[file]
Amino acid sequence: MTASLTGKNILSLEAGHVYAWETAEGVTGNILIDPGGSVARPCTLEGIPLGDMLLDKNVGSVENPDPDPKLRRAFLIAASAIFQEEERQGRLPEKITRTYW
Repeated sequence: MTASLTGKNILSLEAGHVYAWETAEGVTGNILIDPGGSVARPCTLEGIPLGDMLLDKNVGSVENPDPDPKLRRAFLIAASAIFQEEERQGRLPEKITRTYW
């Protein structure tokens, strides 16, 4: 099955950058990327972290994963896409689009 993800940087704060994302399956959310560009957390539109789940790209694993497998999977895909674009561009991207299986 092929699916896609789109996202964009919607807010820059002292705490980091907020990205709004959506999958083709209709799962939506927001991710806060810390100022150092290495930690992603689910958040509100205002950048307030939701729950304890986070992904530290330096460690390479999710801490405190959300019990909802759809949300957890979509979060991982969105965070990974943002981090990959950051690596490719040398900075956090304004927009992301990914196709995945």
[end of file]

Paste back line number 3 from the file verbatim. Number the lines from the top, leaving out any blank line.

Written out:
């Protein structure tokens, strides 16, 4: 099955950058990327972290994963896409689009 993800940087704060994302399956959310560009957390539109789940790209694993497998999977895909674009561009991207299986 092929699916896609789109996202964009919607807010820059002292705490980091907020990205709004959506999958083709209709799962939506927001991710806060810390100022150092290495930690992603689910958040509100205002950048307030939701729950304890986070992904530290330096460690390479999710801490405190959300019990909802759809949300957890979509979060991982969105965070990974943002981090990959950051690596490719040398900075956090304004927009992301990914196709995945």